Script done, job done. Well, not for me it seems.
(I don’t usually sketch, but when I do, I take way too long on them.)
I present to you, My Design Process in a Diagram, presented as an Instagram. My process is circular and can start on either end depending on how scatterbrained I happen to be that day.
To be honest, this diagram formalizes this process a bit more than it should have.
For instance, if I start sketching, I’ll draw a box and then all of a sudden get an idea (hence “EUREKA!”) and move to Photoshop. I’ll draw a few boxes in Photoshop, place some text and then jump back to sketching after getting K.O.’ed with a serving of designer’s block. For the brief time that I’ve remembered to count, this happens about 10-15 times for a given mockup.
However, my brain doesn’t discriminate as this’ll happen while I’m coding or programming as well. I don’t know how most programmers flesh out their more high level (for lack of a better phrase), but I’ll write out what I wish to code in plain English, much like Behavior-Driven Development, but I dislike the concept of actually coding that way. Also, Gerkin.
So there you have it, my circular (maybe ovacular?) process. Whatever gets the job done, am I right? ;)(image)
Sun, 11 Dec 2011 02:47:29 PST
Definitely an odd feeling, working on this place again.
Version 26, Redemption, was up for a pretty long time—a little over 840 days to be exact. When I see it like that, all of a sudden I notice the dust that piled up around here. But not only that, it’s been over 840 days since I’ve worked on Avalonstar.
Poor guy, I missed a couple of birthdays too.
When it comes to personal sites, especially my personal sites, the ideas love to pop up suddenly. Very ninja like. The first neuron fired during the Japanese-leg of our honeymoon with one word, “rise.” Once I felt it—as much as one person can feel a neuron firing, which is impossible and subsequently besides the point—I closed my eyes.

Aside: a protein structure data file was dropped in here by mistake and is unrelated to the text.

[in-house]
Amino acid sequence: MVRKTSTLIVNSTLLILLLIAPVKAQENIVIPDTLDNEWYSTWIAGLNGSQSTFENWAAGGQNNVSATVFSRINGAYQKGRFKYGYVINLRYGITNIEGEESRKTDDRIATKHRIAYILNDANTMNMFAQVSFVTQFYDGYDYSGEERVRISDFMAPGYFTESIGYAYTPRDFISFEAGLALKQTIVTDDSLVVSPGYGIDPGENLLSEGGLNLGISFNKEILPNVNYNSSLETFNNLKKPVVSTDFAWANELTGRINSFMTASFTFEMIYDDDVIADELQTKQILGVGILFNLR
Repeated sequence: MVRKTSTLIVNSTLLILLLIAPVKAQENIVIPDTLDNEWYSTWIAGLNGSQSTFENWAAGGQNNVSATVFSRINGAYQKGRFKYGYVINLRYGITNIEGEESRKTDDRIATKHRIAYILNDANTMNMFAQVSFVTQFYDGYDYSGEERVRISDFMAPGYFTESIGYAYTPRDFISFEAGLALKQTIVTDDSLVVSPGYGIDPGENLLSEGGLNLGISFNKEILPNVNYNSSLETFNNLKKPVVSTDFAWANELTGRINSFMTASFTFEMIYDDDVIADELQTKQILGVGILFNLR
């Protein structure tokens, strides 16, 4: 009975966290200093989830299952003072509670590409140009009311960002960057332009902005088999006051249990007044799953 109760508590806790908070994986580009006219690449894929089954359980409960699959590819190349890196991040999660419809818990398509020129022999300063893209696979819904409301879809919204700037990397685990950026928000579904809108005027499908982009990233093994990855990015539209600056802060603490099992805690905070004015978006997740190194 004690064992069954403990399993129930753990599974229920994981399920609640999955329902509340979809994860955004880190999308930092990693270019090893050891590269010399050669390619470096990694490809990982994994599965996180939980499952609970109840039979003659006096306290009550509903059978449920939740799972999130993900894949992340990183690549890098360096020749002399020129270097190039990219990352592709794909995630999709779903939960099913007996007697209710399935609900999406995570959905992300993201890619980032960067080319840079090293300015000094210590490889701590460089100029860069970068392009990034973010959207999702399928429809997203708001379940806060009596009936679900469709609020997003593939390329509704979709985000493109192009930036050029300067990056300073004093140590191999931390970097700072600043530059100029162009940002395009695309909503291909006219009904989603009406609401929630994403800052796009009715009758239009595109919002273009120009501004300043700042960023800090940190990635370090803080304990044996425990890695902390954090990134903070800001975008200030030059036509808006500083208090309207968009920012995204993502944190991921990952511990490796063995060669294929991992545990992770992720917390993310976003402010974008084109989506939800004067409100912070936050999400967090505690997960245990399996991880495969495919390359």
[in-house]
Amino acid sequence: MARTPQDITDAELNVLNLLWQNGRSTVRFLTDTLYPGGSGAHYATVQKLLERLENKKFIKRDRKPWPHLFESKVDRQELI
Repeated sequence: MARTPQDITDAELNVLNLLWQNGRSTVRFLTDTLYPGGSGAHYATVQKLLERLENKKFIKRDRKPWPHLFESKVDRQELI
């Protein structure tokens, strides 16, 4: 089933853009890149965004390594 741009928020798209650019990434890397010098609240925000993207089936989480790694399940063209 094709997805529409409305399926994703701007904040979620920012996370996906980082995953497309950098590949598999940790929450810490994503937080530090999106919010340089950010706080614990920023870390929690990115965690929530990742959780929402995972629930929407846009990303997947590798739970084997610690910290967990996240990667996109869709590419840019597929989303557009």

In my heyday, per se, I would’ve been able to think of my design, close my eyes and slowly see that design start to come together in a sort of 3D plane. Talk about rusty. I closed my eyes and all I saw was white with the word “RISE” at the top, my immediate thought being along the lines of “this shit’s broken.” The idea stayed with me for a few days, but I chose to wait to see if it was a fleeting thought or something my mind really wanted me to go with.
Sure enough, when I opened up Photoshop, I typed in the word “ARISE.”
rise, arise, revive, phoenix… I’m obsessed.(image)
Sat, 10 Dec 2011 21:52:56 PST
I’ve forgotten how it feels to write.
Blogging? Sure. I’ve done that. Find a topic, write a few well-thought out paragraphs, publish and then profit. I used to hold my own in that arena, but I felt better off leaving the blogging to those who had a passion for it. Passion as in the love of educating, entertaining and critically thinking. Thousands upon thousands of people can blog, do blog and blog extremely well.
One day, a long time ago, I just wrote about anything.
As time passed, I started to focus on a specific subject matter. The activity and its aftermath became riveting and exciting. I gained an audience. More time passed and the excitement transformed into obligation and then became a roadblock—the motivation and will to write, gone. Now here I am, attempting to rekindle something long lost as I seem to have come full circle.
Somehow, I’m confident this time around, because I know what I need to do: